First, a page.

I’ve long been a big action adventure movie fan. I remember when the Raiders of the Lost Ark movie first came out back in the early 1980’s. I was fascinated with it and also with the other two sequels when they came out as well. I think I still have all three movies on VHS tape, but I no longer have a VHS player!

In the early 80’s my spiritual life was just picking up from where I left it, somewhere back in the 1970’s. Like a lot of people, I was raised up going to church, made a profession of faith at a young age, then turned away from Christ in my teens and early twenties and pursued my own way of living.

Then in the early 1980’s I began my journey back toward God. Looking back now, I can see I was spiritually immature back then. I remember thinking that The Raiders of the Lost Ark movie was a Christian movie! After all, it was about the Ark of the Covenant, right?! Ha! Actually the movie wasn’t biblical, and it wasn’t about the true story of the Ark of the Covenant. It may have somewhat touched on the power and holiness of God, but in reality and overall it was just a good action/adventure film.

The actual Ark of the Covenant was built by Moses. as commanded by God, to hold the Ten Commandments, which was in the form of two stone tablets, as told in the Book of Exodus.

Recently I came across the following quote from Charles Spurgeon’s devotional, Morning and Evening, and it introduced me to another way of thinking about the “Ark.”

“Reader, can you find rest apart from the ark, Christ Jesus? Then consider that your religion may be in vain.”

Charles Spurgeon speaks here of Christ as the Ark: Christ as the source of our happiness and the source of true rest in Him. Christ, whom we can not live without and the one who feeds our souls. Christ, to whom our soul can sing!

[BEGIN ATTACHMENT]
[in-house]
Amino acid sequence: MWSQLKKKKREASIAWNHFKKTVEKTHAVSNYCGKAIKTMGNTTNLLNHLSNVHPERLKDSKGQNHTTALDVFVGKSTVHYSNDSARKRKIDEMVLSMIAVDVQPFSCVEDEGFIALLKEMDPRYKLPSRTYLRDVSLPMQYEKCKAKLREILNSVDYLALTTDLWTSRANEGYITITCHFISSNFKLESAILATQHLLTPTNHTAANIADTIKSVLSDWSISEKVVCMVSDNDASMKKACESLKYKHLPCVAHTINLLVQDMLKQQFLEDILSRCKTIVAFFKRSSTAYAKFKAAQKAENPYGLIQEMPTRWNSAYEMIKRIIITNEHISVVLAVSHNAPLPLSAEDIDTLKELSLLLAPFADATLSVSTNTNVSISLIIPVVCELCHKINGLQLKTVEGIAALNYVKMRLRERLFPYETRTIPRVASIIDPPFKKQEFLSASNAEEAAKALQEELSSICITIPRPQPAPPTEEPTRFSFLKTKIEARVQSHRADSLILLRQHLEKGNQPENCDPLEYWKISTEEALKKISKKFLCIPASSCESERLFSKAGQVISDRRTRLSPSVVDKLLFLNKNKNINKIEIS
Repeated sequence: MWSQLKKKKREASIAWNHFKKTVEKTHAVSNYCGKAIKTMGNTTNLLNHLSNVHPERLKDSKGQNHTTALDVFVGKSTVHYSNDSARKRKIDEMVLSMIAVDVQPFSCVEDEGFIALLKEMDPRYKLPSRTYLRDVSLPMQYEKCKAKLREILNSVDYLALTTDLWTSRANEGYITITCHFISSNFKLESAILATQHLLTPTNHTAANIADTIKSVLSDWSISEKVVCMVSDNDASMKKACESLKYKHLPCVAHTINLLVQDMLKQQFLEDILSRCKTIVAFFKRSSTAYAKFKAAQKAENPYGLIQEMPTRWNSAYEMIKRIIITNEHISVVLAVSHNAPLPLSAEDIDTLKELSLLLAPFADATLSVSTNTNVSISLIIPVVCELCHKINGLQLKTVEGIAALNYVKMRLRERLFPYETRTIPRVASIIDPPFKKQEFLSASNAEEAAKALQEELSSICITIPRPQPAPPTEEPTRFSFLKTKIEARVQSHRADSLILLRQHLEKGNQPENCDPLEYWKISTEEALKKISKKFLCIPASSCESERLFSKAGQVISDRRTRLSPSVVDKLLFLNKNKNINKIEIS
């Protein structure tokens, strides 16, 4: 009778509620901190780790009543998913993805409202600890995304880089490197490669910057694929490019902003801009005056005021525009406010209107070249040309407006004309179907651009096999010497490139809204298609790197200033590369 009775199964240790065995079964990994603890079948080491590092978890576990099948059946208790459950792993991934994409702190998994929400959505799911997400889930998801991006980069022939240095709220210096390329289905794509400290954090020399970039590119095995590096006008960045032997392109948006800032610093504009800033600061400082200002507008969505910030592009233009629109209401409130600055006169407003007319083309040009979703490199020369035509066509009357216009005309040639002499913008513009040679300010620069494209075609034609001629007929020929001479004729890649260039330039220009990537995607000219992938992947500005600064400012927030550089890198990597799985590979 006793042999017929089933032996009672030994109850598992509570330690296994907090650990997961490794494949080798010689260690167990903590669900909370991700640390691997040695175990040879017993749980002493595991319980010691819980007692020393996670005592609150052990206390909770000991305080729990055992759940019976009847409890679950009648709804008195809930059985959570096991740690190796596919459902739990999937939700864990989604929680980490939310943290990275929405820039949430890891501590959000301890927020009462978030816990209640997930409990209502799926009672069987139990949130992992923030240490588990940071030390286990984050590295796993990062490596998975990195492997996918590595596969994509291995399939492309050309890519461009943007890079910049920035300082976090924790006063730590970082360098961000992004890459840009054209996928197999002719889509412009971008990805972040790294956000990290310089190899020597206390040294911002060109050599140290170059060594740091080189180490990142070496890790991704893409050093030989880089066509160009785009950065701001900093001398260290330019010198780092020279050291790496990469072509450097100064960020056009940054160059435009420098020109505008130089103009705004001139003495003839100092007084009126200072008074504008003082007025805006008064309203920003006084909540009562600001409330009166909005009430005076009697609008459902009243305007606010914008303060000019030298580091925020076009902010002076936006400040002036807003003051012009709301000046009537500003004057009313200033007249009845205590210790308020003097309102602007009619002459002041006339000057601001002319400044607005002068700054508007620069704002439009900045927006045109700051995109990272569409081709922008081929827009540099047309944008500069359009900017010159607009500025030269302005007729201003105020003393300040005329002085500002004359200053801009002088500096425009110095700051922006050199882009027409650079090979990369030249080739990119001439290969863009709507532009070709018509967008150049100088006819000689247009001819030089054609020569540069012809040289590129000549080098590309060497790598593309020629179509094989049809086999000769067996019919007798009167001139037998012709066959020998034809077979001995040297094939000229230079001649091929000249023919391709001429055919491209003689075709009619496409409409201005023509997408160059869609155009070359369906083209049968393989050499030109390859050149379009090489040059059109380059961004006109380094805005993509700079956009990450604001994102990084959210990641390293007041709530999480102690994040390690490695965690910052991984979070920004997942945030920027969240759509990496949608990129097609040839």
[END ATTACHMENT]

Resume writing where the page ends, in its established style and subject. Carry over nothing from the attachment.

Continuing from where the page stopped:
Although I didn’t refer to Christ as the Ark at the time, I did find this “Ark” when I turned back to Christ in repentance and faith back in the 1980’s, and what a difference he’s made in my life ever since. It was not until I saw the sin in my life and called out to Him to forgive me that the difference actually began in my life. Looking back, I really don’t recall growing in Christ in my teens and early twenties, but I do recall growing in Christ after I repented of the sin in my life. So, it is possible my profession of faith as a young immature 12 year old was not genuine, and/or that it was in vain.

Spurgeon further elaborates along this line of thought when he says:

“Reader, can you find rest apart from the ark, Christ Jesus? Then consider that your religion may be in vain. Are you satisfied with anything short of a conscious knowledge of your union and interest in Christ? Then woe to you. If you profess to be a Christian while finding full satisfaction in worldly pleasures and pursuits, your profession is probably false.”

A gentle but sober reminder that growing in Christ should be the Christians primary source of satisfaction, interest, and place of rest. If this isn’t true in your life, ask yourself why not. Actively seeking and growing in God is the business of believers, and if you’re not, well, that’s probably a big red flag….

“Therefore, brethren, be even more diligent to make your call and election sure, for if you do these things you will never stumble.” 2 Peter 1:10

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